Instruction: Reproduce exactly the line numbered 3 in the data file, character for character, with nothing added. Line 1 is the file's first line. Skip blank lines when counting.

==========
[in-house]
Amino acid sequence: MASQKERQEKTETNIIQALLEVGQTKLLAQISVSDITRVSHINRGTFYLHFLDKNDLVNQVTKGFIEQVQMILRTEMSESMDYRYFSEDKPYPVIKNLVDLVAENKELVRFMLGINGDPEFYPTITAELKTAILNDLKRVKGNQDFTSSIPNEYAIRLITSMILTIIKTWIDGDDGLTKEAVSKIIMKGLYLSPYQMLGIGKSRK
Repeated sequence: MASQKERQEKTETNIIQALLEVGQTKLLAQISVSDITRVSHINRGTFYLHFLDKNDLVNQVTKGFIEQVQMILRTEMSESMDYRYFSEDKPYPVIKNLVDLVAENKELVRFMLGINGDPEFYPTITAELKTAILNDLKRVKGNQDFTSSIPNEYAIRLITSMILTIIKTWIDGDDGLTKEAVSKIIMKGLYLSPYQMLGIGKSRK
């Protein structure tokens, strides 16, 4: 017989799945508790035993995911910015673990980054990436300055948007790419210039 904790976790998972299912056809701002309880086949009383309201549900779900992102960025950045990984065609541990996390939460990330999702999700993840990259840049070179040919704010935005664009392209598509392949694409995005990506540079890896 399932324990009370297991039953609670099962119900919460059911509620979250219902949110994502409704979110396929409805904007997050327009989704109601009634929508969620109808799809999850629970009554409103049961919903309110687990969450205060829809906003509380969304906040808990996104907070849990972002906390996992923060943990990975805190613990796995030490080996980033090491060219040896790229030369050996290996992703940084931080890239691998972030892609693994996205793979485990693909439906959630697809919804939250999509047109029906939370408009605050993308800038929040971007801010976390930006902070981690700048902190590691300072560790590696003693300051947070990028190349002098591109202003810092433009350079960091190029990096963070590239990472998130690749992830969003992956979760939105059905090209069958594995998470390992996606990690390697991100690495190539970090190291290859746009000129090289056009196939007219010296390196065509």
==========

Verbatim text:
Repeated sequence: MASQKERQEKTETNIIQALLEVGQTKLLAQISVSDITRVSHINRGTFYLHFLDKNDLVNQVTKGFIEQVQMILRTEMSESMDYRYFSEDKPYPVIKNLVDLVAENKELVRFMLGINGDPEFYPTITAELKTAILNDLKRVKGNQDFTSSIPNEYAIRLITSMILTIIKTWIDGDDGLTKEAVSKIIMKGLYLSPYQMLGIGKSRK